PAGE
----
Oh right, that plot I've been hammering on about. Sam (the dog) and Max (the psychopathic rabbit) are Freelance Police, operating outside the law. A plague of goodwill and lawfulness has spread across New York, but before you can say "jumping jeepers on a jogging Jewdite in a Johannesburg jeans jit!" (Sam talks like that, he's very Dick Tracy, in a way), an alien named General Skunk'ape has landed in New York, with a view to spread peace and love. Of course. Sam and Max see through it and they use Max's newfound psychic abilities to look for The Devil's Toybox, which lets him use the toys wherin to use other psychic abilities. Y'know, to solve puzzles and stuff. But really, the plot could be about a giant robotic Abe Lincoln statue coming to life and running for President; this is a plot well told. Well-written. It's hilarious through and through, it's paced better than a good novel, and it's just... fun. Remember when stories were fun? Do you? When you could play a story about a dog and rabbit detective and be as interested in the plot as you would a good cinematic thriller? I doubt you do. It was before my time, adventure games - the original Sam & Max Lucasarts game is about as old as I am - but I'm disappointed they faded away before I could get my hands on them as a "gamer". I suppose technology evolved in a way that didn't benefit the genre. But hey, they're back now, ain't they? Telltale has proved, with this Sam & Max series, that spastic, genius humour, likable characters, and inconceivable plots, well told, can make for as a good a time as shooting aliens or terrorists, or Zerg rushing your LAN mate. It's the epitome of story and gameplay, in a way the polar opposite of Final Fantasy XIII, the unmitigated piece of crap.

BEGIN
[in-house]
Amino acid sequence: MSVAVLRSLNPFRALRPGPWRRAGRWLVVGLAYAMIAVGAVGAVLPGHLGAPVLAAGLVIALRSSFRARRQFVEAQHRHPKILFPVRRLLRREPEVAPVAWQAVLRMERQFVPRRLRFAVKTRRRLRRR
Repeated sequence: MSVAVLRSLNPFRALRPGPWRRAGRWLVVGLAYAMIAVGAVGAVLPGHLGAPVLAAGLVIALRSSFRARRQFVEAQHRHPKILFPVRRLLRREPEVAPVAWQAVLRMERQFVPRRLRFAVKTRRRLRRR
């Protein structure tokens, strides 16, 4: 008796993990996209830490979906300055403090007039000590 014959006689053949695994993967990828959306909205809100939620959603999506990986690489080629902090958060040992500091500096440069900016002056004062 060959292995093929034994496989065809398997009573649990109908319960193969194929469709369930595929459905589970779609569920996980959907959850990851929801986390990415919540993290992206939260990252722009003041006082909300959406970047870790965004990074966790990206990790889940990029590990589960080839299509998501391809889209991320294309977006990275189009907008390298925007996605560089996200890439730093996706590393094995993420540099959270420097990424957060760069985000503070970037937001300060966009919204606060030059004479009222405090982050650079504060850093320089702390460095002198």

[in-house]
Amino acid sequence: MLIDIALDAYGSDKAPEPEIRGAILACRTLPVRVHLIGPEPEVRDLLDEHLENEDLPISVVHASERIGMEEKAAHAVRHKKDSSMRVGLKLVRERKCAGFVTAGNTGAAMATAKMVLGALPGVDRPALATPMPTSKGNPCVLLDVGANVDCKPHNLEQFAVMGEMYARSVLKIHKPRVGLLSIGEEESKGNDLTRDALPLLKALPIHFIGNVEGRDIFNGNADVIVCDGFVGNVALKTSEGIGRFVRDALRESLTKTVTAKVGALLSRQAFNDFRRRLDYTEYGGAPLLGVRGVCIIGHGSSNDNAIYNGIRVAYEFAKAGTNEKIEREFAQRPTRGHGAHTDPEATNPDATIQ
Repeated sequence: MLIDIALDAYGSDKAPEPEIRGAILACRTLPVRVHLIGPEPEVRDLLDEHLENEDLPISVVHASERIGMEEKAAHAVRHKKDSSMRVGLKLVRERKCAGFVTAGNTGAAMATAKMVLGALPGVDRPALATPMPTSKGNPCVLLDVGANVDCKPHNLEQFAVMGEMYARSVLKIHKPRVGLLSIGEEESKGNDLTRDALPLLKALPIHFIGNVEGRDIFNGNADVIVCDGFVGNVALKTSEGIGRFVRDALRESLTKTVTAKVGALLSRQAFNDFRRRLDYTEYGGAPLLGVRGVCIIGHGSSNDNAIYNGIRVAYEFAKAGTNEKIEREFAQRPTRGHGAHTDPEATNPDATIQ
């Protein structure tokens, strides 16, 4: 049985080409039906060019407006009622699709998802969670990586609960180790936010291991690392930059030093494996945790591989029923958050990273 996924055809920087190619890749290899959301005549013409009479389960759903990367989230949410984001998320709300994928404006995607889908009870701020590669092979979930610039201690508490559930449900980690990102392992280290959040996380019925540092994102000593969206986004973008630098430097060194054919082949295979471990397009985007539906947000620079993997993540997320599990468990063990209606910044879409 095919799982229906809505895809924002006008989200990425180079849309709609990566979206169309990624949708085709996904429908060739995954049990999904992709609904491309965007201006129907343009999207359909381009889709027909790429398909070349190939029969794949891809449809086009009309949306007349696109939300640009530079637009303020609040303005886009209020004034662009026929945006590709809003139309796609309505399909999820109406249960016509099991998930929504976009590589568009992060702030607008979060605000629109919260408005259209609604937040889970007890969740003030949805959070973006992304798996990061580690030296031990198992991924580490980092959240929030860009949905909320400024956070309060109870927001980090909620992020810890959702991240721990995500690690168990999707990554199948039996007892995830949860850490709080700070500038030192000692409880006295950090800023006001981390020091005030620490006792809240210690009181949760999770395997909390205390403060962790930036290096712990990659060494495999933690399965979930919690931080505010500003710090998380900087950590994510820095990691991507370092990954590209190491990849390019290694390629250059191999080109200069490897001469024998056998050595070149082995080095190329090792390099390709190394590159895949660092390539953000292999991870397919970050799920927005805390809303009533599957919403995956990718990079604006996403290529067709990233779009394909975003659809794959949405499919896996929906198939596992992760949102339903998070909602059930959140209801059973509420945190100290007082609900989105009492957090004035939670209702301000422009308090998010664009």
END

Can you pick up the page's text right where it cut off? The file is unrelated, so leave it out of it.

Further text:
So. Recommendation. If you appreciate genius when you see it, comedic or otherwise, pick up Sam & Max. Season 1, Episode 4 is free, so go download it now. And then go buy the other episodes and seasons. But if you're a twitchy action gamer, who hates "boring slow PC games" and can't go a minute without gunning down an oppressed foreign soldier with your massive penis extension device... you know what? You too. You need to be taught what a real gaming experience should be. First-person shooters and action games have their place, sure. But you people have been forsaking genuinely brain-churning games like Sam & Max for too long, and it's a crime. All of you. Especially me.


Andrew Deavin is a gun-toting, cigar-chomping anti-hero, who lets bullets talk for him, and they very often say "die now infidel". Of course. At all other times he is drinking down a glass of red wine and appreciating the finer sides of our gaming culture, with smart design philosophy and intuitive game principles. Games like LIMBO. And now, with this chronological step backwards, adventure games like Monkey Island and Sam & Max. It won't be long before he discovers books, of all things. Pfft, what is the world coming to?